Only a decade ago, musically-aware humanoids, or robots, equipped to play popular songs on the piano and dance to audio beats could have come to life only in a science fiction film, but for Drexel University graduate student Alyssa Batula developing a music-playing robot is very much a reality.
Batula and her collaborators led by Dr. Youngmoo Kim, assistant professor of electrical and computer engineering at Drexel and director of Drexel’s Music and Entertainment Technology Laboratory, are pursuing a long-term goal of enabling a humanoid to be an interactive participant in a live music ensemble with other performers.
“Through projects like these, we learn about human creativity and human expression,” said Kim. “These are extremely difficult to study and quantify but by teaching a robot to mimic creative performance, we also reveal insights about human capabilities and are better able to understand them.”
RoboNova, one of several humanoids used for research by two Drexel engineering labs—the Music and Entertainment Technology Laboratory (MET-lab) and the Drexel Autonomous Systems Laboratory (DASL)—is a miniature humanoid for rapid prototyping and testing. The RoboNova kit can be configured as a humanoid, so it can mimic some human gestures.
Kim and a team of researchers that included Batula enabled the RoboNova to perform a variety of tasks, such as to dance to live music and to play the piano. The team created videos of RoboNova playing “Chopsticks” and “Twinkle Twinkle Little Star,” as well as a dance number to a real-time audio beat track. RoboNova is also being studied for more than its entertainment value.
“From a research and psychological perspective if we can get a humanoid robot to play like a human performer, researchers could use it to study musicians’ gestures and see how these gestures affect the quality of the performance,” said Batula, an electrical engineering major.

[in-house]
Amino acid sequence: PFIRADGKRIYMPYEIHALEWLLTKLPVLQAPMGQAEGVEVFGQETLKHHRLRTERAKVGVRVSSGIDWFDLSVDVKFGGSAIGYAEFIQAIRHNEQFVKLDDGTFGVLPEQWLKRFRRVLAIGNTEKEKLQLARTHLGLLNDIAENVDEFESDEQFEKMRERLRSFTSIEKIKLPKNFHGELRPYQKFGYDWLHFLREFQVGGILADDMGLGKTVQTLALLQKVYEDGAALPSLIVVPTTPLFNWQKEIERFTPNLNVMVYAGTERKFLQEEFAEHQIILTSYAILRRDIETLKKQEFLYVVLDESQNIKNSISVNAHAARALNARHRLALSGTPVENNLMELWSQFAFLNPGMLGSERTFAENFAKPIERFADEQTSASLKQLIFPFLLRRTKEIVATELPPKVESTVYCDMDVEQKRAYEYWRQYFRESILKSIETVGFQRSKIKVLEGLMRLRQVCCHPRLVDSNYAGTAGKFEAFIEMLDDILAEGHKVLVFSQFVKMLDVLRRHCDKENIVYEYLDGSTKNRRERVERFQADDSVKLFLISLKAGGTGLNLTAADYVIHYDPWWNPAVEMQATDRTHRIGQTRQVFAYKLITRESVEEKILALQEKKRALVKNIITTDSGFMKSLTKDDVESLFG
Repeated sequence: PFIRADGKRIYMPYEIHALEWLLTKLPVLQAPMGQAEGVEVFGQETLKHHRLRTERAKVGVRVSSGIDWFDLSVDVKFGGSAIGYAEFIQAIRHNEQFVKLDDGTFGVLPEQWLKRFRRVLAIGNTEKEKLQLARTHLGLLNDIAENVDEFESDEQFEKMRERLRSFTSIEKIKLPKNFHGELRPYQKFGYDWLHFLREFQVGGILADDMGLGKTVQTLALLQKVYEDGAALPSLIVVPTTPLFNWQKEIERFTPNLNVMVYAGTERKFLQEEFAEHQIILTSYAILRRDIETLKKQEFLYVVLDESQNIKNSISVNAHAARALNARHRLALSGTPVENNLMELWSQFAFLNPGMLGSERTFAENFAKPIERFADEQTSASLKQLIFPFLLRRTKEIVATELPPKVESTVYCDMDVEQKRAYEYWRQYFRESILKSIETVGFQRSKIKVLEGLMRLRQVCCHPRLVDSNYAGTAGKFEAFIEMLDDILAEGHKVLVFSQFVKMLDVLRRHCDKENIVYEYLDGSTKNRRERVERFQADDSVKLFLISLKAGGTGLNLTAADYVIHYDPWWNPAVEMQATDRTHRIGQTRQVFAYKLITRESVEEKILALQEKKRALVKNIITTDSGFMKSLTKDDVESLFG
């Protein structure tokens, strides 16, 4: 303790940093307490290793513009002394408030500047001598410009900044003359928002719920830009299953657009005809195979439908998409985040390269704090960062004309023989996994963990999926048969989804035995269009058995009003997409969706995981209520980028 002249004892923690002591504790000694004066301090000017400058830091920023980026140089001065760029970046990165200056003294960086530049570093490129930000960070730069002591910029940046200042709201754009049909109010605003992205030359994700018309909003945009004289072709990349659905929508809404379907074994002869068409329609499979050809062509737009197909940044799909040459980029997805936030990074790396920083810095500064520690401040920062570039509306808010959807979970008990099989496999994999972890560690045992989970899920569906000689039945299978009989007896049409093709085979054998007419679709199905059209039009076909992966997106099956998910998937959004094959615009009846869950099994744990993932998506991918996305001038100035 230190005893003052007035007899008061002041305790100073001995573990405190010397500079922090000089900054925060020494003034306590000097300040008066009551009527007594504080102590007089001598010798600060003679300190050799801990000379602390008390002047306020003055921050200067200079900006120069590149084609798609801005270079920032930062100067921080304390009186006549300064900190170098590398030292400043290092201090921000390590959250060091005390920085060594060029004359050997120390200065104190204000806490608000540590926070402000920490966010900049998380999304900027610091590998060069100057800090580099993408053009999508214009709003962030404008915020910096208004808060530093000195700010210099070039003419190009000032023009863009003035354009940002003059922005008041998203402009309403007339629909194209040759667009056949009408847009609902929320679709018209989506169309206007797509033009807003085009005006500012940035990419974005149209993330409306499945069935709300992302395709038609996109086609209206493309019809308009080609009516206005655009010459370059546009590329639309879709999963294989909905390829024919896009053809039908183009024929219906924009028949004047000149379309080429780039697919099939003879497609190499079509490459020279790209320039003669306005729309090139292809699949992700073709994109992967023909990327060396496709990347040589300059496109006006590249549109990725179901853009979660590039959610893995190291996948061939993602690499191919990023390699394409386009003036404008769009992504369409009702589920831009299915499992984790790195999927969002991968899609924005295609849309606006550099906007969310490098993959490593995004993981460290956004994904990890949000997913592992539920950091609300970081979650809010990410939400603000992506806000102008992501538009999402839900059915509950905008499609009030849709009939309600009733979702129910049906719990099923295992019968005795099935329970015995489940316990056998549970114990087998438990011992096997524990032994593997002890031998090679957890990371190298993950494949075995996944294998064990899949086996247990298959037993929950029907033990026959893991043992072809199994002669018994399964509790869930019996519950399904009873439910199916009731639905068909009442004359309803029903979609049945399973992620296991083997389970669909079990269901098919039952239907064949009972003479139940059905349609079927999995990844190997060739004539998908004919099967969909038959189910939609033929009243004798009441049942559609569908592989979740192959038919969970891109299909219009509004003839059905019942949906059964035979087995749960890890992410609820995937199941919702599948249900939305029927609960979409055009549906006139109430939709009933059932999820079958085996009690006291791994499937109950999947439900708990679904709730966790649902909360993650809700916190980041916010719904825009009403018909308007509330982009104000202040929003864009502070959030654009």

RoboNova has provided researchers with the ability to review physical actions when it comes to a musical performance.
“It’s impossible for humans to repeat a performance exactly, and equally impossible for humans to make precisely pre-defined changes, but a robot can be programmed to do that,” said Kim. “In teaching the robot or exploring different variations, we learn more about how humans perform.
MET lab is devoted to research in digital media technologies that will shape the future of entertainment, especially in the areas of sound and music. MET-lab's research spans the following music and entertainment applications: music production and playback technology, machine listening and music information retrieval, and new music interfaces and robotics.
DASL, under the direction of Dr. Paul Oh of the mechanical engineering and mechanics department at Drexel, consists of students from the freshman level to doctoral candidates. The lab is a multidisciplinary environment with projects and students coming from electrical and computer engineering, mechanical engineering, computer science, and even psychology. Current projects range from unmanned aerial/ground vehicle applications to humanoid robotics.
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